Sphere packing on the corners of a hypercube (with the spheres defined by Hamming distance) corresponds to designing error-correcting codes: if the spheres have radius d, then their centers are codewords of a d-error-correcting code. Lattice packings correspond to linear codes. There are other, subtler relationships between Euclidean sphere packing and error-correcting codes; thus, the binary Golay code is closely related to the 24-dimensional Leech lattice.

Grr. Stupid wikipedia, I was trying to slack off. >:o


Tuesday, June 12th, 2007

I have never learned so much from, and only rarely been as entertained by, a webcomic as I am by Dresden Codak. I recommend it to anyone who doesn’t mind the fact that they will understand only about 10% of what’s going on.


Wednesday, May 9th, 2007

Dear internets:

Is it possible to make a sentence using only onomatopoeia?

Thank you,



Friday, February 16th, 2007

Average weight of human lungs: 234 g

Average capacity of human lungs: ~6000 cm^3

Density of air: 1.293 g/L

Density of helium: 0.1786 g/L

Weight difference of 6L of air and 6L of helium: 6.686 g

Verdict: No, human lungs will not float if you fill them with helium. :-(


Friday, February 2nd, 2007

So apparently, no, my body cannot handle giving blood and playing laser tag in the same day. Or it can, it just doesn’t like to.

Describing thought?

Sunday, November 26th, 2006

How do children learn to understand what thinking is, what the word “mind” means? Because I was just thinking about it, and I realized I could not adequately explain either. I know what they are for myself (in that I know when I am thinking, not that I actually know how thinking works), but I’d have no way of explaining what they are nor anything to point to, like I could describe a chair or point to the color blue.

So how do we learn what thoughts are?

Random thought

Sunday, November 12th, 2006

How would the stock market react to us suddenly finding martians?

The scene:

Thursday, October 19th, 2006

The scene:

  • Grey clouds on top, light blue sky in the middle, hills underneath.
  • One bare tree in the midleft, and to the right another bare tree, with an evergreen behind and slightly farther right.
  • In the front and center, illuminated by sunlight, a tree, bright yellow with its fall leaves.

It may be rather gloomy and brown, but it is stunning.


Thursday, September 7th, 2006

According to my dentist, flossing is now more important for the health of my teeth than brushing is. While I really should be doing both multiple times a day, flossing often, brushing occasionally is better than brushing often, flossing occasionally. This is very nice, as I can keep floss at my desk, and do it while I procrastinate^W think of what to write, instead of having to get up and go to the bathroom to brush my teeth.

Also, the floss I’m using has surprisingly strong mint smell/taste, much more so than the previous mint flosses I’ve used (even though it’s the same brand and type…). Yum.

This is not medical advise. It’s entirely possible I misheard or something like that.

emerge chucknorris

Monday, July 17th, 2006
# emerge -Dtau world

These are the packages that would be merged, in reverse order:

Calculating world dependencies... done!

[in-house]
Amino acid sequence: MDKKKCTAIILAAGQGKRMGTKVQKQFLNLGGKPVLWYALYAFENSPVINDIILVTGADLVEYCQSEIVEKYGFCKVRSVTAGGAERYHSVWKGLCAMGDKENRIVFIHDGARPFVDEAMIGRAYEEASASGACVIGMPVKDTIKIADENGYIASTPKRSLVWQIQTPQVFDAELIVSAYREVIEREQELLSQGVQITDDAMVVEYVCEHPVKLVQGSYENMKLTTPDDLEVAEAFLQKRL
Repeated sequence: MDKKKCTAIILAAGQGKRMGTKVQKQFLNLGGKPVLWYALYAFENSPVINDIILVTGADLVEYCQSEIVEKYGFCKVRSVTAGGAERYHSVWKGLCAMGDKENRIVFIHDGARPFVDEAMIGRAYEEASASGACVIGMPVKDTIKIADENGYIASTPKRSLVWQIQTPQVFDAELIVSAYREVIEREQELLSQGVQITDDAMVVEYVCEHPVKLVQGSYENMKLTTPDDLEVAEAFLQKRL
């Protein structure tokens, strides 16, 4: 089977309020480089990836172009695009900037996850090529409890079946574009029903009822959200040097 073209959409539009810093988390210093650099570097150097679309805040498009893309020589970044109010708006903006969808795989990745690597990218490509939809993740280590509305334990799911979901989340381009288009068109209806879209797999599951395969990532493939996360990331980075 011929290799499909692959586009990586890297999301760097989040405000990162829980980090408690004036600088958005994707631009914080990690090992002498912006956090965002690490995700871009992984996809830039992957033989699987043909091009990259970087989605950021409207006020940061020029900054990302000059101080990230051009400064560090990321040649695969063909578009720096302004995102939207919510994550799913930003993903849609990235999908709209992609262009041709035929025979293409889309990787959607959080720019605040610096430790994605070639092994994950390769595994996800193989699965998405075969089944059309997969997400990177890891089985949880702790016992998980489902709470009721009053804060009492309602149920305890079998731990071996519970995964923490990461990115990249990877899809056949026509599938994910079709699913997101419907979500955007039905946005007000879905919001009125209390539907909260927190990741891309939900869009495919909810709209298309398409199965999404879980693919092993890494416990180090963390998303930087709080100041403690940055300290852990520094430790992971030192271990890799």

[ebuild  N    ]  games-misc/fortune-mod-chucknorris-0.1

Some questions about black holes

Sunday, May 7th, 2006

I enjoy physics, but I don’t actually know much, so I have a couple of questions:

  • As with any other two bodies, you can have two black holes orbiting around each other. The farther they are from each other, the slower they move, and the closer they are, the faster they move (right?). Would it be possible to have them so close their schwarzschild radii intersect (but their centers are not inside the other’s schwarzschild radius), or would they have to be moving too fast for that?
  • If I’m interpreting what I’m reading correctly, a black hole doesn’t have to be infinitely dense, but can instead just be a very large collection of normally-dense matter. Is this right? And if so,
    • Inside this object, some of the gravitational force would be pulling the other way, and thereby lessening the effect. At the very center, the total force would be zero, and choice in movement would be possible! Does this mean there’s a sort of “inner schwarzschild radius” as well, inside which nothing can escape beyond?
      • Could that possibly model our universe?
    • Is it possible to have non-spherical black holes? If you, say, had a very large toroidal collection of matter, could it be large enough that it formed a black hole in the shape of a torus that nothing could escape from inside, but things could pass through the hole?

Now that the Olympics are (practically) over…

Sunday, February 26th, 2006

Short track speed skating is the most awesome winter olympic sport ever.


Thursday, September 22nd, 2005

‘Times New Roman’ is so 27BC. It’d only take one line of css to get something with class. Like ‘Comic Sans MS’. Everyone loves ‘Comic Sans MS’.

That one deserves to go down in the history books.


Saturday, September 10th, 2005

work n.

Anything that you do that you would prefer to have already done.

(“Have” being a verb, not “have already done” being the past perfect of “do”.)

P.S.: What’s the proper way to mark this entry up?

The End is Near!

Thursday, September 8th, 2005

I have two questions:

First, comic strips are often self referential with their humor. (example) Does anyone know of any novel-type books that do the same?

Second, of those, are there any that have a character proclaiming doomsday as you reach the finish? “The end is near!”

Now back to more productive random curiosities…